If I had one year to live and my dream was to write a novel, I might undertake that with relish. If I had 30 days to live, I wouldn’t, because I couldn’t finish it in time.

    A lot of life is about planting seeds.

  • http://www.christmas.bg/ peter

    If I had just a month to live I would devote all the days and nights to my close friends, relatives and beloved. I would enjoy every minute of the day and night.

  • http://dnevni-horoskop.biz dnevni horoskop

    I suppose that people is frighten of consequencies in their normal life and when hear for 30 day to live things are going to be: I don’t care.

  • http://www.thedivorceinsider.com cheap divorce

    Spend quality time with family and friends, travel, learn to play the guitar and remain spiritually strong.

  • http://www.jobideasforteens.com job ideas for teens

    i was already thinking of something to answer the first question when i read the second. it really made stop and think–and made me feel guilty because i realized i’ve always been promising to do a lot of things and accomplish it within a specific period of time, but as one of the posters said, “life gets in the way of living” so i just end up postponing and postponing until my previous goals get buried by new ones already.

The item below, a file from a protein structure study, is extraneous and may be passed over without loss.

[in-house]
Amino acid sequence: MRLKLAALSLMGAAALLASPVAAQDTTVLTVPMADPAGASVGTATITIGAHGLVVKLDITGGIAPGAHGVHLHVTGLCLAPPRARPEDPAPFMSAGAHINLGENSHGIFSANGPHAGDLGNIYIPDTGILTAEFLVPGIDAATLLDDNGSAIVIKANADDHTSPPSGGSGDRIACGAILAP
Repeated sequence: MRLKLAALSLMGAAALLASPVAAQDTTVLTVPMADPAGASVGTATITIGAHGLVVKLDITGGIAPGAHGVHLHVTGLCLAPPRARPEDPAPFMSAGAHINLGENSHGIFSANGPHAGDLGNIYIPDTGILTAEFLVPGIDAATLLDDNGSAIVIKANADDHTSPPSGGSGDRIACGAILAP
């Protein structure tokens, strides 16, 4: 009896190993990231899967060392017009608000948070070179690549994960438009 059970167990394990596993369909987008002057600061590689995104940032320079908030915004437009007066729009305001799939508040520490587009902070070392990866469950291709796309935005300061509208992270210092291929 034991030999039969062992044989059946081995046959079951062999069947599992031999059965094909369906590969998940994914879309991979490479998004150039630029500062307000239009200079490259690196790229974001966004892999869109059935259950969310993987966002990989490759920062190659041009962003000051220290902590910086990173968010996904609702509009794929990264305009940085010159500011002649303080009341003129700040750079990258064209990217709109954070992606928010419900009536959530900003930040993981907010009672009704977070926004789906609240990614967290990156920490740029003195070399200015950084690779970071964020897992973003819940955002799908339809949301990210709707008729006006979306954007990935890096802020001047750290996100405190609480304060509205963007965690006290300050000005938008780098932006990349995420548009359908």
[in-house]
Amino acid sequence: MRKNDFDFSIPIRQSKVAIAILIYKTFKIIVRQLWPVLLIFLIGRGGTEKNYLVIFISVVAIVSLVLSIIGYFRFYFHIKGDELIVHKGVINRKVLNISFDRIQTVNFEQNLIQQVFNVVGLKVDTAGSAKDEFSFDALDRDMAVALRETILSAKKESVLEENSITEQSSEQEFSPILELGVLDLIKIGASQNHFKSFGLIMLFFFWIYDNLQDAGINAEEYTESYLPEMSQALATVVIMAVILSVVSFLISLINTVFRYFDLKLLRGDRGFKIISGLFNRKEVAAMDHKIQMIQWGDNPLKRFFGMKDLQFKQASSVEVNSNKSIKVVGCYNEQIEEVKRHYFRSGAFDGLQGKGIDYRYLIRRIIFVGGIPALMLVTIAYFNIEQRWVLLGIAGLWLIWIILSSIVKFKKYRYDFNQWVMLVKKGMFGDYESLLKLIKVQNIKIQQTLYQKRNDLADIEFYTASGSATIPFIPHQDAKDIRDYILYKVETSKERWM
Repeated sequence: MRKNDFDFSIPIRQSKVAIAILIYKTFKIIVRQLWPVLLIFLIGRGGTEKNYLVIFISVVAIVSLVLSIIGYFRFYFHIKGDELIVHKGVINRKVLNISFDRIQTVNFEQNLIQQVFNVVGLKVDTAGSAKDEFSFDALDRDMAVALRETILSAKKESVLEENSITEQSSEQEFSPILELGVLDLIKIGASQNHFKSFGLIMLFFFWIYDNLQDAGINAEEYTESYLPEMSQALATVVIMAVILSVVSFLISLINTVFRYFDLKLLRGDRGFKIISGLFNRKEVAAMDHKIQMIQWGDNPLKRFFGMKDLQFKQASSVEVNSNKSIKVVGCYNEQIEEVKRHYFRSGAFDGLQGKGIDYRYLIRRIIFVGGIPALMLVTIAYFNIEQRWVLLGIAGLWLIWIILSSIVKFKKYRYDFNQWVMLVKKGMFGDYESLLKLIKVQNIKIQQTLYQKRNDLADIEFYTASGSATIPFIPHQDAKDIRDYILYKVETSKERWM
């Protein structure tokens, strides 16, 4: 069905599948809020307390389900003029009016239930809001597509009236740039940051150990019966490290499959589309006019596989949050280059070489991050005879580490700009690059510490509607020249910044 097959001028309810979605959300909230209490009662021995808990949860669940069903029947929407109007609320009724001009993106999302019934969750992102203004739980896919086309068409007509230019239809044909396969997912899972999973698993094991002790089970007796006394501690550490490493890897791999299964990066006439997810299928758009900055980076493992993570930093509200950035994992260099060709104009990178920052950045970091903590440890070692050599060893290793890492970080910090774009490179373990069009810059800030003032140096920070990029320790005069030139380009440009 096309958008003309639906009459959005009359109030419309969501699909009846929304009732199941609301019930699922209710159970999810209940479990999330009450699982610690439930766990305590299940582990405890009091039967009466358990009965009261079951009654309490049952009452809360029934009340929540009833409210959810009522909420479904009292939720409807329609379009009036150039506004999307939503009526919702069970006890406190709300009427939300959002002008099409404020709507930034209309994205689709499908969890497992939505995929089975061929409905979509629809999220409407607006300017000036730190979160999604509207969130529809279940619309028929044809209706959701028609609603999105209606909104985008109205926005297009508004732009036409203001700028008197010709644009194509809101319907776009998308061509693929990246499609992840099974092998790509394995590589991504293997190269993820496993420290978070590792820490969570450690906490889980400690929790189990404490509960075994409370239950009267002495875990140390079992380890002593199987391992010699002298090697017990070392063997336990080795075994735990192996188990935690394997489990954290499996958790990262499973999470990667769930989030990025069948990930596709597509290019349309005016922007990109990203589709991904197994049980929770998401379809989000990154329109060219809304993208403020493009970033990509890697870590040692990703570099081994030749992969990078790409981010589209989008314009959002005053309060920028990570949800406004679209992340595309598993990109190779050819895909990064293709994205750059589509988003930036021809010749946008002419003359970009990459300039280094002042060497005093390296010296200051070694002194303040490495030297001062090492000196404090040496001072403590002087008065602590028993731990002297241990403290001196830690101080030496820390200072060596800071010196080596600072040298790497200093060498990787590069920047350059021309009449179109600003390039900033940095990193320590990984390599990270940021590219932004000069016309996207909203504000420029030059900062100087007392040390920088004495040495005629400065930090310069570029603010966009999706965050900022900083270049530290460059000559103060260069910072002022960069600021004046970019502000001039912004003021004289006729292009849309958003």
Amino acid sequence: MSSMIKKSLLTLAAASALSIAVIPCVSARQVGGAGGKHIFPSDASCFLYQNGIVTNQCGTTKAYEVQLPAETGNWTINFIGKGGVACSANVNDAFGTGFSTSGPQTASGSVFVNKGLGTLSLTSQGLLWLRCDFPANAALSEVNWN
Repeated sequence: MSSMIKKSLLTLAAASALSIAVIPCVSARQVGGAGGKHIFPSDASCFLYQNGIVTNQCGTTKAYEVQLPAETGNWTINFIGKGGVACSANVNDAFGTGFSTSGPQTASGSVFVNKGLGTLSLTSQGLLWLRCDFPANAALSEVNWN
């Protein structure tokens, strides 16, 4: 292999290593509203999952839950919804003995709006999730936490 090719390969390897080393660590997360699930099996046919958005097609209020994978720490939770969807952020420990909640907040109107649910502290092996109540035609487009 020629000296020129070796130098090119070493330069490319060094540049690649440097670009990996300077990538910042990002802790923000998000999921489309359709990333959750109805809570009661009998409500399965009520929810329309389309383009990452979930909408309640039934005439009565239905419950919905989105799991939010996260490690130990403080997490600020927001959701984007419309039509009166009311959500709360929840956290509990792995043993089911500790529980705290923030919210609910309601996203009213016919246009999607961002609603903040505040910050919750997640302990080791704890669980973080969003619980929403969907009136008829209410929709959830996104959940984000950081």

i think i’ll just answer the second one because it’s more interesting (hehe)

    the reason why we don’t do these things is because we think we have forever stretched out before us and we have all the time in the world to do all the things we want, so we create a number of goals that we somehow never get to really doing (because of the premise that we have all the time in the world). but when you receive an ultimatum, like your example of only 30 days to live, we are shocked to our core and only then does reality seeps in.

    maybe if we’re told every day that we only get another day to live, we’d all accomplish all our goals. :D

  • bobri

    If you were told you had 30 days to live, it would not be this romanticised view you are all having here… You would be utterly depressed and unable to think straight. Your entire state of mind would be a mess.

  • reggie56

    Bobri, as a stoic I can appreciate your response. I've been through some serious s… lately so my only concern would be how this would impact my parents and friends. I probably wouldn't want to spend a lot of time sleeping that's for sure.

  • reggie56

    Bobri, as a stoic I can appreciate your response. I've been through some serious s… lately so my only concern would be how this would impact my parents and friends. I probably wouldn't want to spend a lot of time sleeping that's for sure.